BL: What do you like most about teaching?

JJ: That’s an easy one—the kids. Each and every day hanging around with middle school students is a unique, fun, challenging experience.

BL: What do you think makes the Billings community special?

JJ: There is a level of support here for kids that makes it a wonderful place to grow up. Growing up in Billings, I was always involved in after school activities. Those activities would not be able to happen without caring, committed parents. So, I think the great families we have here make the Billings community pretty special.

BL: What are you most proud of?

JJ: I am most proud of making a positive impact in students’ lives.

BL: What do you think the key is to getting through to young people?

JJ: Without a doubt, it is building relationships and rapport with students. Students are very perceptive. They know if you are genuine in your love of what you do and your interest in them as people. As a teacher, if I can build a good rapport with them, they will be successful in my course.

BL: What advice do you have for young people who are considering entering the field of education?

JJ: Teaching, much like life, is about relationships. If you have built up trusting relationships with your students, you will be successful and happy in education. Building rapport starts on day one.

Craig Beals

Craig Beals is a chemistry teacher at Billings Senior High School and the 2015 Montana Teacher of the Year. He has centered his career around engaging students and “spreading enthusiasm for science, education and learning,” and it’s fair to say his reach has been widespread. He has conducted research and taught across the globe, including in Belize, Borneo and Mongolia, and he has even hosted his own special for the History Channel titled “Secret Earth: Yellowstone Supervolcano.”

Billings Lifestyle (BL): What made you first want to become a teacher?

CB: I never intended to become a teacher; it just kind of worked out that way. While attending MSU, one of my teachers asked me if I would be willing to TA a class. From the first day teaching the class, I was hooked.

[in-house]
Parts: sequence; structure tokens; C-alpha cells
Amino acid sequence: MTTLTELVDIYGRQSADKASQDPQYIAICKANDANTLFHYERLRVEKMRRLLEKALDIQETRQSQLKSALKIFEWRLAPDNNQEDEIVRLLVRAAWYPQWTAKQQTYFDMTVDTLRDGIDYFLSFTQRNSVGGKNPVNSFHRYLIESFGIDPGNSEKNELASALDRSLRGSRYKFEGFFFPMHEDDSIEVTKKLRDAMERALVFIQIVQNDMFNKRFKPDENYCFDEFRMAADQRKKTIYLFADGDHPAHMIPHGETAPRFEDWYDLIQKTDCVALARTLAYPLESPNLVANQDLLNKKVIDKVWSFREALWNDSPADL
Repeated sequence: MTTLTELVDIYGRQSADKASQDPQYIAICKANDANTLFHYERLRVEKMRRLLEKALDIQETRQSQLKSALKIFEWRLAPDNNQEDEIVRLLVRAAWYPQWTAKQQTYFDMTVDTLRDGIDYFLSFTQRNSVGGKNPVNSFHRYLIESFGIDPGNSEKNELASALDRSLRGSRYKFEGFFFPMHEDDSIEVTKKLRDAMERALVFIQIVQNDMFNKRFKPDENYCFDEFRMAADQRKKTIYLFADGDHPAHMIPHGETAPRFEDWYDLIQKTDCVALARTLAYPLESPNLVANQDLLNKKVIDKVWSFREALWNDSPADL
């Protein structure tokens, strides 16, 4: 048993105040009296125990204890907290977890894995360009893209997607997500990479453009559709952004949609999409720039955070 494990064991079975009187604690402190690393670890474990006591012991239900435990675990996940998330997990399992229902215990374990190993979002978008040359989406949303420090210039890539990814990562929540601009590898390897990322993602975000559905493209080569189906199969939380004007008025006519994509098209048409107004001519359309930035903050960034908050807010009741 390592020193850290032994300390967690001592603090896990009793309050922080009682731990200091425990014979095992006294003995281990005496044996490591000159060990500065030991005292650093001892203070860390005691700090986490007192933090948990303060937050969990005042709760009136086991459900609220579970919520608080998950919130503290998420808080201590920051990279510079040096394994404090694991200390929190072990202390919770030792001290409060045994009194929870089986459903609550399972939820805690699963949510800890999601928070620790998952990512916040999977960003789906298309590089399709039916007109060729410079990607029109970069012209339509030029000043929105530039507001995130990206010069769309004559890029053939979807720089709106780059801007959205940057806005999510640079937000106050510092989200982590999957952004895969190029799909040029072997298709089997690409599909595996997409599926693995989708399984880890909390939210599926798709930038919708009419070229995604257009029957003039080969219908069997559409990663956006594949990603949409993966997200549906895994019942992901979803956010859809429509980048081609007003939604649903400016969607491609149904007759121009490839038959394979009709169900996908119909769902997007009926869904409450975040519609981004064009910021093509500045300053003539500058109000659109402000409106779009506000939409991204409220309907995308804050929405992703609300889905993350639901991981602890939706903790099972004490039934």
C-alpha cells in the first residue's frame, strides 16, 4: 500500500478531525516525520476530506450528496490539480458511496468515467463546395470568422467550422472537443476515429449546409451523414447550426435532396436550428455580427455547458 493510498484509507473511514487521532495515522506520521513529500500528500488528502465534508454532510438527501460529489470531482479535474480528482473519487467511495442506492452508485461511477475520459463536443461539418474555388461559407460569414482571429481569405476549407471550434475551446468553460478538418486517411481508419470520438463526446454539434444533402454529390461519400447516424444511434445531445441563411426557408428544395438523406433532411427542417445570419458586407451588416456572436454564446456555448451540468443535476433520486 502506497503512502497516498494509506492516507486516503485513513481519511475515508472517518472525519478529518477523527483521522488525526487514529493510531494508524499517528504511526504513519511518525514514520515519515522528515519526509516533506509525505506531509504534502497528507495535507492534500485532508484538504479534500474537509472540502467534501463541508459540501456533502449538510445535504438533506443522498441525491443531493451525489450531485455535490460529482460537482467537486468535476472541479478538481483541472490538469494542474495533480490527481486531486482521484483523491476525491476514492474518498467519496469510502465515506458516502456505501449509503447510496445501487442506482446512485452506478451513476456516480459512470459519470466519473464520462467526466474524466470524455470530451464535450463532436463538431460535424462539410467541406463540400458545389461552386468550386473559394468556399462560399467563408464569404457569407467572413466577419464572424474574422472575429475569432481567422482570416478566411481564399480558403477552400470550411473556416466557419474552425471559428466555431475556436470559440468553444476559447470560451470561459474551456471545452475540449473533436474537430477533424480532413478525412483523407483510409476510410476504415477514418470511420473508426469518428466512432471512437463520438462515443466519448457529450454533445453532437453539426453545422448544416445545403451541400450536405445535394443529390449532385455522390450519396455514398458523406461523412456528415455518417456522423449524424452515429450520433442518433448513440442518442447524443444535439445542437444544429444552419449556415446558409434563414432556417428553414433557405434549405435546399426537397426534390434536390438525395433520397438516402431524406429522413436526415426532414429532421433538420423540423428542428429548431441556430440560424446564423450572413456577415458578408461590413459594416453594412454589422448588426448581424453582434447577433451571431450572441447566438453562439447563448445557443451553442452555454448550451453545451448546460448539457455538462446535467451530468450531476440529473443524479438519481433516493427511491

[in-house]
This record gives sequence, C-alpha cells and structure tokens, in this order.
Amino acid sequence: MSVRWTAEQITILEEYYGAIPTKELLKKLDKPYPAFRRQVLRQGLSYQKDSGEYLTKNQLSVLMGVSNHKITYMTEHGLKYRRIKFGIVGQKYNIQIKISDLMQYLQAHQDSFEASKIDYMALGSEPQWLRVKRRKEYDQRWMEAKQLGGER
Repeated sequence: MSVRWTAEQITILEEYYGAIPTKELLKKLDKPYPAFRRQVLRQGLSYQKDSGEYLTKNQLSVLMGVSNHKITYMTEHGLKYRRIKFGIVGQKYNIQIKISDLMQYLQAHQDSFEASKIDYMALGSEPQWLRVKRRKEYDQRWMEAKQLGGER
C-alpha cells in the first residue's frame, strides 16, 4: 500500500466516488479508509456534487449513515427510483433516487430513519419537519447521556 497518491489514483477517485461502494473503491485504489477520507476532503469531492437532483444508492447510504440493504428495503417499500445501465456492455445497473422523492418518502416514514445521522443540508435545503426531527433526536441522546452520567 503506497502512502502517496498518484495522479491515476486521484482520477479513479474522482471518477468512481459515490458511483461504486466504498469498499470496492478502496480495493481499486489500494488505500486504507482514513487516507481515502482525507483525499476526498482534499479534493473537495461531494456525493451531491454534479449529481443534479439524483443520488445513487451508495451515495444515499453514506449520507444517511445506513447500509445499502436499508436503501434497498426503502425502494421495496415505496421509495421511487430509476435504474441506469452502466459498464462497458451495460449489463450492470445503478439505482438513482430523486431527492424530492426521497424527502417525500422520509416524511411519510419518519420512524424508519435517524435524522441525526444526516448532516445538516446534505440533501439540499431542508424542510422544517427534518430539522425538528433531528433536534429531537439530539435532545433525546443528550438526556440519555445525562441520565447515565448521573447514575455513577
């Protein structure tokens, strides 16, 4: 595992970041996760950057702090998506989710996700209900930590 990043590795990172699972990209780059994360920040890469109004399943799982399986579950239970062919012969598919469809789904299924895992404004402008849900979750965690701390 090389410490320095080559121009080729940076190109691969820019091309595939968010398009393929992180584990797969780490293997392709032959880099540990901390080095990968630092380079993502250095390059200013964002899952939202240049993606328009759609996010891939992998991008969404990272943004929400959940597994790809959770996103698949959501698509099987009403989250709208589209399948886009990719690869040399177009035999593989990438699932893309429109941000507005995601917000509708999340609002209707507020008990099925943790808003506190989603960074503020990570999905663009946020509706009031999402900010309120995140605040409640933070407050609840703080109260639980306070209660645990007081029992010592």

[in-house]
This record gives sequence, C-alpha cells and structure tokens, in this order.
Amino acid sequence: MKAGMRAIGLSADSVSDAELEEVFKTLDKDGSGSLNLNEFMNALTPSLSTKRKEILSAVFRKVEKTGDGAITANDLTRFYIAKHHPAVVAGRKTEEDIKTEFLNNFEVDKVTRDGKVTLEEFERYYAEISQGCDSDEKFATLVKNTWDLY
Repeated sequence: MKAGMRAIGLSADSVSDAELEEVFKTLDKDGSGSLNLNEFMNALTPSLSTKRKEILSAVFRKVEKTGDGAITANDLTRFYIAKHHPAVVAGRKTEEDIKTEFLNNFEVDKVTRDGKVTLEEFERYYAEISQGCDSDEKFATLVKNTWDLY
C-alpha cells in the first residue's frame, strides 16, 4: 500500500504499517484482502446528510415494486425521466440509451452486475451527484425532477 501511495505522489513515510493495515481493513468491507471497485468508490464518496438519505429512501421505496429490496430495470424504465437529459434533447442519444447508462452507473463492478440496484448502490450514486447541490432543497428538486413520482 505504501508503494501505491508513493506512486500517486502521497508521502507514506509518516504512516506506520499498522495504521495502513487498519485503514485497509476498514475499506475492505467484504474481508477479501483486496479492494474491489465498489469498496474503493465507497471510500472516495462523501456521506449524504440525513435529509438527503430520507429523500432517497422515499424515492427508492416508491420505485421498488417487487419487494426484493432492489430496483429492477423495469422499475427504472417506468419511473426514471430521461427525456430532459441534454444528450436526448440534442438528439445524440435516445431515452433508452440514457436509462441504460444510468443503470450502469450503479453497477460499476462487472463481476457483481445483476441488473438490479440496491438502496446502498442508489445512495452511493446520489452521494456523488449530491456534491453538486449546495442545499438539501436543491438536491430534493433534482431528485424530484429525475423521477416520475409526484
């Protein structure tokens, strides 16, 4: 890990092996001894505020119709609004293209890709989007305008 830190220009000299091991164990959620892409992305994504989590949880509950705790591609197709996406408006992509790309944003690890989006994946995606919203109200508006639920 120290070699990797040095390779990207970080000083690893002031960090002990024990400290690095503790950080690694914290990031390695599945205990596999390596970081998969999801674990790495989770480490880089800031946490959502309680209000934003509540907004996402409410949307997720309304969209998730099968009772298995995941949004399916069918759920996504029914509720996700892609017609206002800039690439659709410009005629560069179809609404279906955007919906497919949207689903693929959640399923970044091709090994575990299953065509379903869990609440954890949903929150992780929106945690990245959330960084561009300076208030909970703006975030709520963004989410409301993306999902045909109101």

BL: What do you like most about teaching?

CB: I appreciate the kids and their energy. I like the autonomy to be creative with my instruction and in my planning. But, what I like most is seeing young people surprise themselves when they realize that they are capable of learning, that they are smarter than they thought they were, that they really can rise to the challenges in life and in education.

BL: What do you think makes the Billings community special?

CB: Billings is full of hardworking people who have high expectations for student’s education. I get to see these values in my students as they come from varied ethnic and socio-economic backgrounds. This diversity is what makes our community special.

BL: What are you most proud of?

CB: My family. My wife is the hardest working person I know, and she is my Superwoman. My kids are way smarter than I will ever be and have hearts of gold.

BL: What do you think the key is to getting through to young people?

CB: The key to getting through to young people is to respect them. Respect is a two-way street, and once they realize that I am willing to respect who they are as a person, they begin to build trust and respect for me.

BL: What advice do you have for young people who are considering entering the field of education?

CB: Just do it! But be prepared for the most joyous, painful, heartbreaking, fulfilling ride of your life!